But somehow we doubt it: The Devil Wears Prada seems to us the embodiment of the completely worthless book
We thought this book would die a quick and painful death (after all the American coverage), but that hasn't happened.
Proving once again that we don't understand the first thing about the publishing industry -- or readers' tastes (and willingness to throw their money away for tripe) -- this book not only won't die but is apparently a huge success -- it's appearance on this week's fiction best seller list at The New York Times Book Review will be its 22nd (five months ! -- only two other titles have been there longer).
And now it's been published in the UK too.
Rachel Cooke reviews it in The Observer today and finds -- as many have found before -- "What a wasted opportunity this truly dreadful book is".
Neverthless, we imagine it'll make it onto the UK bestseller lists in a week or two .....
Meanwhile Ms. Weisberger has apparently now received an enormous advance for her next work.
We'd point out that the only selling point of The Devil Wears Prada is that it's a roman-à-clef (those who care know who is targeted -- hell, even we (who really don't care) know who).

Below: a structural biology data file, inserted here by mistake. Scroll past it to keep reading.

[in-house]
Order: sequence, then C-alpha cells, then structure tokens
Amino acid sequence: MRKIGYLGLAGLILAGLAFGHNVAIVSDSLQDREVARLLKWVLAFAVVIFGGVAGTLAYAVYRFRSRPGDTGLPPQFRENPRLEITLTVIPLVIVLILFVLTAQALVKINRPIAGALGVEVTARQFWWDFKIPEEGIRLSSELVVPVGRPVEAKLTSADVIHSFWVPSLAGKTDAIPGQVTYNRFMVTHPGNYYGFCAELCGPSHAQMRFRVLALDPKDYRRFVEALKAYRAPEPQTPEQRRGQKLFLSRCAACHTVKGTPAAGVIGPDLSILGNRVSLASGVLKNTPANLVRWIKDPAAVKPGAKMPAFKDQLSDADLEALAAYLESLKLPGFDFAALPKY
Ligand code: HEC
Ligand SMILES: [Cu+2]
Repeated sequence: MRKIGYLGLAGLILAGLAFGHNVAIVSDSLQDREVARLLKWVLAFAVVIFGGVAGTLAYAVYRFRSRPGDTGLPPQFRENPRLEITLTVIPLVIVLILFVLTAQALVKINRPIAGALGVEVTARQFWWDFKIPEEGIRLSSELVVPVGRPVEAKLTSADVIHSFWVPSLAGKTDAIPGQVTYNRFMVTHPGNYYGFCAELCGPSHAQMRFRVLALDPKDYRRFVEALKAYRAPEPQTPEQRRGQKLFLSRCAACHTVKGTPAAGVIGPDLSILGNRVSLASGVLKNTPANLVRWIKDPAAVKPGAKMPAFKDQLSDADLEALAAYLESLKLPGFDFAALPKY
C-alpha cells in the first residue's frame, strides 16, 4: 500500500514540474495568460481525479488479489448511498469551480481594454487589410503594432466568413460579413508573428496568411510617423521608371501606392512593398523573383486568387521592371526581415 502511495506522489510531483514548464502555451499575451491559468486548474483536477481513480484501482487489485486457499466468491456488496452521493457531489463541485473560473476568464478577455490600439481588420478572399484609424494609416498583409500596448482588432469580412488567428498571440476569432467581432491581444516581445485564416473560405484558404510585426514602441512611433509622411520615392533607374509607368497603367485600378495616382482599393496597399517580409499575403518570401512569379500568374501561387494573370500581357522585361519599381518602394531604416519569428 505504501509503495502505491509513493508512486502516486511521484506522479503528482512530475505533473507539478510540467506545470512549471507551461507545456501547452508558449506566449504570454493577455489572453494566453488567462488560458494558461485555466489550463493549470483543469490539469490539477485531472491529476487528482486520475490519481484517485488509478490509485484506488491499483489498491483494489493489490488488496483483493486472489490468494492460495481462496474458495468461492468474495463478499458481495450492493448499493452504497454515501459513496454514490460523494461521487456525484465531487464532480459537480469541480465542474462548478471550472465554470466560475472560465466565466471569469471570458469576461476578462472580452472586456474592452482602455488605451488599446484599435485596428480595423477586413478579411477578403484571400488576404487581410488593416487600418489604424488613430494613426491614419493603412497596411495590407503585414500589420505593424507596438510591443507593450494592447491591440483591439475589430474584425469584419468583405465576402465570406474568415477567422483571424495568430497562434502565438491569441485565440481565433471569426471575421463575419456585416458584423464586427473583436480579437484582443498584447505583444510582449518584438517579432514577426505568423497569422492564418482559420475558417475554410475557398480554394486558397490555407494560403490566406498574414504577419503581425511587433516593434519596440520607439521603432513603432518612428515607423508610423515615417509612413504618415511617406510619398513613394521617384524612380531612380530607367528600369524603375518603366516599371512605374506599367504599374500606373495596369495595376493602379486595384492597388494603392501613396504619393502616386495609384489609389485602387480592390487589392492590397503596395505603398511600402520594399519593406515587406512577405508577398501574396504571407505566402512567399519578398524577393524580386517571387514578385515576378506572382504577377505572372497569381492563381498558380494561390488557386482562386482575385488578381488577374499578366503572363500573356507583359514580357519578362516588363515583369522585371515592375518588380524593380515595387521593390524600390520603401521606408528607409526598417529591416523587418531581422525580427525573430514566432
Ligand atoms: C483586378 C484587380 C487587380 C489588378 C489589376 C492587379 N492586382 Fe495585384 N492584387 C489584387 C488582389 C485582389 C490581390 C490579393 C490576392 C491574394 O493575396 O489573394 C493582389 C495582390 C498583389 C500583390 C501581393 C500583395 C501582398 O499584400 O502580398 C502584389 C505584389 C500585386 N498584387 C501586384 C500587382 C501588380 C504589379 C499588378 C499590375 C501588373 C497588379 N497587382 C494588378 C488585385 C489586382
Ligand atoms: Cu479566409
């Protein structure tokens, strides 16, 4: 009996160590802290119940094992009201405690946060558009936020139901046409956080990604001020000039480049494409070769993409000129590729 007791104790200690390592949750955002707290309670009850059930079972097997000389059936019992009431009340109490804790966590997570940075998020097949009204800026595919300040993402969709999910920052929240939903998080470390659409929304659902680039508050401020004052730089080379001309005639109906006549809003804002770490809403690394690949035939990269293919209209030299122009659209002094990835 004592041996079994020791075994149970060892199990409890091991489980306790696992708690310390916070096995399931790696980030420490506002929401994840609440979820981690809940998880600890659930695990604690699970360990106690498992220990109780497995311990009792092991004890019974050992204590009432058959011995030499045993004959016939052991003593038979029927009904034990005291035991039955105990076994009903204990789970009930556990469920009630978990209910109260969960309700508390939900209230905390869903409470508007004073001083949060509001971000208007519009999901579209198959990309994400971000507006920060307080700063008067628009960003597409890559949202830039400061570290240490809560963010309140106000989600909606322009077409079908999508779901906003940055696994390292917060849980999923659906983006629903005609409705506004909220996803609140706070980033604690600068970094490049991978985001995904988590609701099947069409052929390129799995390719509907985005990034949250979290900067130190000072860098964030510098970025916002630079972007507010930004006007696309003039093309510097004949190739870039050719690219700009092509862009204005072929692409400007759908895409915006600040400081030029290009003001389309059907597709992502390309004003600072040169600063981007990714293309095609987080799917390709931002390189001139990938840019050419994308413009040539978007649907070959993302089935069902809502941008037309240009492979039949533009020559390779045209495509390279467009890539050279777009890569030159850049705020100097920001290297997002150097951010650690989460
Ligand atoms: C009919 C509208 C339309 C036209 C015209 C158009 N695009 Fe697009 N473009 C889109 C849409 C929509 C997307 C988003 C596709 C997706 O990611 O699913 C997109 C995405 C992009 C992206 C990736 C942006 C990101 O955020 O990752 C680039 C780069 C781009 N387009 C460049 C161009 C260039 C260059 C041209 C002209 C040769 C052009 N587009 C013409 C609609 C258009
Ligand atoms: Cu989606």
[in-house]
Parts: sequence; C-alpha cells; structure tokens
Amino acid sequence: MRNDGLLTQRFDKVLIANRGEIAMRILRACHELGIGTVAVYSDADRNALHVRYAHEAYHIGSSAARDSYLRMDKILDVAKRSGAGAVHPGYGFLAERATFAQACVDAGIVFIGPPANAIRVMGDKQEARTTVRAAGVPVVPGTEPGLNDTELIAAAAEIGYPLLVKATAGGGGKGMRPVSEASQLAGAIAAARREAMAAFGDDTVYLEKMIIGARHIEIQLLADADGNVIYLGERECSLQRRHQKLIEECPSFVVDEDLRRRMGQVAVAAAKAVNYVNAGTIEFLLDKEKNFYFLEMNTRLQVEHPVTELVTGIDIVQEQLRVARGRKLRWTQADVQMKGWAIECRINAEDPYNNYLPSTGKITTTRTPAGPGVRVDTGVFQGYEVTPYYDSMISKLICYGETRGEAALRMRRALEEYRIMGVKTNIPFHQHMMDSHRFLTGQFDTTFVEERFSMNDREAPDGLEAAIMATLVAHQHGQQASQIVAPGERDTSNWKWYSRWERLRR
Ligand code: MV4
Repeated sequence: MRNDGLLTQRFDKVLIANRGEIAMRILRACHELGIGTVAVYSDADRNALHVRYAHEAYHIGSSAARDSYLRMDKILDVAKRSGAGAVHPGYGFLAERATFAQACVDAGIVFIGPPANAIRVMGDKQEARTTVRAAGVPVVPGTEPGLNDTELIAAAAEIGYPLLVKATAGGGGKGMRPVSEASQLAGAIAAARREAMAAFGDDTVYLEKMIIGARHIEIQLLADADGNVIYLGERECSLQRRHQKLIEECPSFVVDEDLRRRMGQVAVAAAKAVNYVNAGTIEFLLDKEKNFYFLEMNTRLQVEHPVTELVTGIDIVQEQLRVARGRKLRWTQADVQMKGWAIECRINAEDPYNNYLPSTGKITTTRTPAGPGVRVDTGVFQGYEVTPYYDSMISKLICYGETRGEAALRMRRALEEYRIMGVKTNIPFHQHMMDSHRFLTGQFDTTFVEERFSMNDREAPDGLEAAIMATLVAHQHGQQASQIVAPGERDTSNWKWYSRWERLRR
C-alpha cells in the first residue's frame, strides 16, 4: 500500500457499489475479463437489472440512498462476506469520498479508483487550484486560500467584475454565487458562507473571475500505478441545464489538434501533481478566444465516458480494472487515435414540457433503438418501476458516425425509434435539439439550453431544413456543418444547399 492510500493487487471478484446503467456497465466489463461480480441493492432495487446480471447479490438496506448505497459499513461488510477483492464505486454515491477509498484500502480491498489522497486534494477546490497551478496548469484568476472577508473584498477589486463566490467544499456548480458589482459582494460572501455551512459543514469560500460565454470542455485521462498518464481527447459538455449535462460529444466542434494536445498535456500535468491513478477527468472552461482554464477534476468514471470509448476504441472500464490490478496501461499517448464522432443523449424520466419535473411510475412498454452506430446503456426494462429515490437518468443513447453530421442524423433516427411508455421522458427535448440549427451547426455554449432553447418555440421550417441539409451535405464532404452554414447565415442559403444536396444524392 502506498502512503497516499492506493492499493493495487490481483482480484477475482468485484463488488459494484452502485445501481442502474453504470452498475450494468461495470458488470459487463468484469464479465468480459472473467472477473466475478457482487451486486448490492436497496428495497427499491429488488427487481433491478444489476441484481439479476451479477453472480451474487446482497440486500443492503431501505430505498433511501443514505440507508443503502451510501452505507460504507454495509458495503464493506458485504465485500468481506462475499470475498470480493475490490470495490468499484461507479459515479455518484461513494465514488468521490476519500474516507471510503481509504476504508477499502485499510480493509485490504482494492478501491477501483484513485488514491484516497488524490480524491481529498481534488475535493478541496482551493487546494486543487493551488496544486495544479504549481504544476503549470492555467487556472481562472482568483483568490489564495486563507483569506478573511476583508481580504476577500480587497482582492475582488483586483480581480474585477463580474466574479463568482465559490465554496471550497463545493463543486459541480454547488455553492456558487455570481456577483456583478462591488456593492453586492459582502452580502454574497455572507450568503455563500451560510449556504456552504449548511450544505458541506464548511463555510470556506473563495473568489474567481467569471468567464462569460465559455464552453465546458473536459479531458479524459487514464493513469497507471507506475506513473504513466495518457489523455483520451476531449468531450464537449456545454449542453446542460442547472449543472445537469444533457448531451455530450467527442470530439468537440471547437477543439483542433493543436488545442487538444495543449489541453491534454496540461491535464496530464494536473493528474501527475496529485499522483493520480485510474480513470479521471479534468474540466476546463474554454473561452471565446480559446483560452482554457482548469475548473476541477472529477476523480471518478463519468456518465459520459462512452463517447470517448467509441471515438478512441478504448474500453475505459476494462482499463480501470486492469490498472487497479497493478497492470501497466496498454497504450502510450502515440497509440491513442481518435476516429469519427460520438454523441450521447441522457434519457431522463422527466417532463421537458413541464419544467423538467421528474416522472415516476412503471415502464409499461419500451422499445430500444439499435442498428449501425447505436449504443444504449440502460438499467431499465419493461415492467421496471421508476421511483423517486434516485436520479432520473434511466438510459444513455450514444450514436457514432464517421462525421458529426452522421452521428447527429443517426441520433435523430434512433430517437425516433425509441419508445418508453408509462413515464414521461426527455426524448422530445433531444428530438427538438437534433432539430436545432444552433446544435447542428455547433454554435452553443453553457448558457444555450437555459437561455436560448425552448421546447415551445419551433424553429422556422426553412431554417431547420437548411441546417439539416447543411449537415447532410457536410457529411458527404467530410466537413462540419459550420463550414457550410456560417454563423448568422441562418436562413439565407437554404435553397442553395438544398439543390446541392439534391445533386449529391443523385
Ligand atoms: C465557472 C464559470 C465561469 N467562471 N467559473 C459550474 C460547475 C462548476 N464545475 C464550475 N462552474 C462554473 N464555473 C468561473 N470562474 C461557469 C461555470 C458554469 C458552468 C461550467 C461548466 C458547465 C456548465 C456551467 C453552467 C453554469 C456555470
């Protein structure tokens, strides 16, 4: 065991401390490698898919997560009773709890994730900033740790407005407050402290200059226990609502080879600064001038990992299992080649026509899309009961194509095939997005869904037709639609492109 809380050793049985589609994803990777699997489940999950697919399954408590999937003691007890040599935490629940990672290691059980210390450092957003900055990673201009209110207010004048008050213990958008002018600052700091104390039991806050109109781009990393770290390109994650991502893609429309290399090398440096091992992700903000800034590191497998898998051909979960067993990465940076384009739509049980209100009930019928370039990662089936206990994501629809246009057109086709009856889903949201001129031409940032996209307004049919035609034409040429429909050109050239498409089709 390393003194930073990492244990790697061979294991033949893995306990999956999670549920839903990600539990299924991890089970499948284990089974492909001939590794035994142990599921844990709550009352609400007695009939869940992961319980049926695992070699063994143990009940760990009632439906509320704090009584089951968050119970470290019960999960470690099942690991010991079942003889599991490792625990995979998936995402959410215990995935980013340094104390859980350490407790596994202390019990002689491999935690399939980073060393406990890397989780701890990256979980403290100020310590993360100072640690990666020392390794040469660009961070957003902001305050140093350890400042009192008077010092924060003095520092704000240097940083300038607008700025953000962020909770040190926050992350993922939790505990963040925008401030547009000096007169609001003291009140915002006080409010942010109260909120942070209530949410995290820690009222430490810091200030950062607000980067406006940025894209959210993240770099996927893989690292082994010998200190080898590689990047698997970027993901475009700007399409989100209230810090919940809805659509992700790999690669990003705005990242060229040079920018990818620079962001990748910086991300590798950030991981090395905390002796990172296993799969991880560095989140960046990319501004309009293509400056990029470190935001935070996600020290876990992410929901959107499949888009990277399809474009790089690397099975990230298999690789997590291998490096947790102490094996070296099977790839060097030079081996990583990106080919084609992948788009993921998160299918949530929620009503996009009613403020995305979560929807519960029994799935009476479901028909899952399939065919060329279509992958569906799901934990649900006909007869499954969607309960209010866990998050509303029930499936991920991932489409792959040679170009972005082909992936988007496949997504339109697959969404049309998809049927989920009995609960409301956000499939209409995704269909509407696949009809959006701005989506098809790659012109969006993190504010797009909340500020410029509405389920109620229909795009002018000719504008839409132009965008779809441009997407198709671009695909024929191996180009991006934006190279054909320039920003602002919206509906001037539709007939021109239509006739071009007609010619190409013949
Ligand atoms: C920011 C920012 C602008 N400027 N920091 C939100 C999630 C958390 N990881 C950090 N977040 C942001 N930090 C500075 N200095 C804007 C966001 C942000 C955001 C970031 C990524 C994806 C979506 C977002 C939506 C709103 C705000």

And Weisberger did not even manage to make much out of this potentially rich material (so say the majority of the reviews we've seen) -- so what exactly are the publishers expecting when she hasn't got anything to work with ?
Or has she worked for somebody else who she can screw over now ?
(Note, again, however, that we clearly understand absolutely nothing about the publishing industry -- we couldn't believe anybody paid the advance they did for The Devil Wears Prada and the publishers have obviously done exceptionally well by that, so maybe advancing her a fortune for her second book is, in fact, a brilliant business move.)
So now we're thinking of buying a copy of The Devil Wears Prada -- not to read it (we don't think we could bring ourselves to do that) but rather to hit ourselves over the head with whenever we feel like trying to make sense out of the publishing and reading world.
Yeah, we don't think we'll be reviewing this one, but it is sort of nice to see something of this sort being taken seriously.
(But only sort of -- it's fiction that deserves the attention and isn't getting enough of it.)